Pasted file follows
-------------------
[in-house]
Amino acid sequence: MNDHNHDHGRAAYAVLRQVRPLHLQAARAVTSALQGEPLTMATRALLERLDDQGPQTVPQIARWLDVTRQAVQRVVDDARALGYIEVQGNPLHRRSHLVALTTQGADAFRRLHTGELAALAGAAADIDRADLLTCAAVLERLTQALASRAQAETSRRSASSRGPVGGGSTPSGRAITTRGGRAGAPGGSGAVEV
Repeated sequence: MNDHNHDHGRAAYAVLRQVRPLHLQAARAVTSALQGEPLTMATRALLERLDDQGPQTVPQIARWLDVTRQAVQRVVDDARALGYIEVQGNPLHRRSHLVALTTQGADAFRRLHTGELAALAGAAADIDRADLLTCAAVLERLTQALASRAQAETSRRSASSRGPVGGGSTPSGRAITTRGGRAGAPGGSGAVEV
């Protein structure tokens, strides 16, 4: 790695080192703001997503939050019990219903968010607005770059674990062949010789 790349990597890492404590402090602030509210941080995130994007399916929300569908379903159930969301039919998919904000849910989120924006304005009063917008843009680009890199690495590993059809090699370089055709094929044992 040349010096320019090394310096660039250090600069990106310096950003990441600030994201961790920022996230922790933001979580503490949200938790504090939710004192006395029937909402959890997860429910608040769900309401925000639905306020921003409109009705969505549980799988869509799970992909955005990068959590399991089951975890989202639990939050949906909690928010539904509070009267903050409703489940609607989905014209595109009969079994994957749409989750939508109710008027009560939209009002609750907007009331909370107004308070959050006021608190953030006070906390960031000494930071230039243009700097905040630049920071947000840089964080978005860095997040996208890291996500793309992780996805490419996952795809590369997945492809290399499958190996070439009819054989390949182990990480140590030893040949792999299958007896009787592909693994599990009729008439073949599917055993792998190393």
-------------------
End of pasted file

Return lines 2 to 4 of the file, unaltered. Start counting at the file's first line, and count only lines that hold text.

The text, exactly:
Amino acid sequence: MNDHNHDHGRAAYAVLRQVRPLHLQAARAVTSALQGEPLTMATRALLERLDDQGPQTVPQIARWLDVTRQAVQRVVDDARALGYIEVQGNPLHRRSHLVALTTQGADAFRRLHTGELAALAGAAADIDRADLLTCAAVLERLTQALASRAQAETSRRSASSRGPVGGGSTPSGRAITTRGGRAGAPGGSGAVEV
Repeated sequence: MNDHNHDHGRAAYAVLRQVRPLHLQAARAVTSALQGEPLTMATRALLERLDDQGPQTVPQIARWLDVTRQAVQRVVDDARALGYIEVQGNPLHRRSHLVALTTQGADAFRRLHTGELAALAGAAADIDRADLLTCAAVLERLTQALASRAQAETSRRSASSRGPVGGGSTPSGRAITTRGGRAGAPGGSGAVEV
């Protein structure tokens, strides 16, 4: 790695080192703001997503939050019990219903968010607005770059674990062949010789 790349990597890492404590402090602030509210941080995130994007399916929300569908379903159930969301039919998919904000849910989120924006304005009063917008843009680009890199690495590993059809090699370089055709094929044992 040349010096320019090394310096660039250090600069990106310096950003990441600030994201961790920022996230922790933001979580503490949200938790504090939710004192006395029937909402959890997860429910608040769900309401925000639905306020921003409109009705969505549980799988869509799970992909955005990068959590399991089951975890989202639990939050949906909690928010539904509070009267903050409703489940609607989905014209595109009969079994994957749409989750939508109710008027009560939209009002609750907007009331909370107004308070959050006021608190953030006070906390960031000494930071230039243009700097905040630049920071947000840089964080978005860095997040996208890291996500793309992780996805490419996952795809590369997945492809290399499958190996070439009819054989390949182990990480140590030893040949792999299958007896009787592909693994599990009729008439073949599917055993792998190393």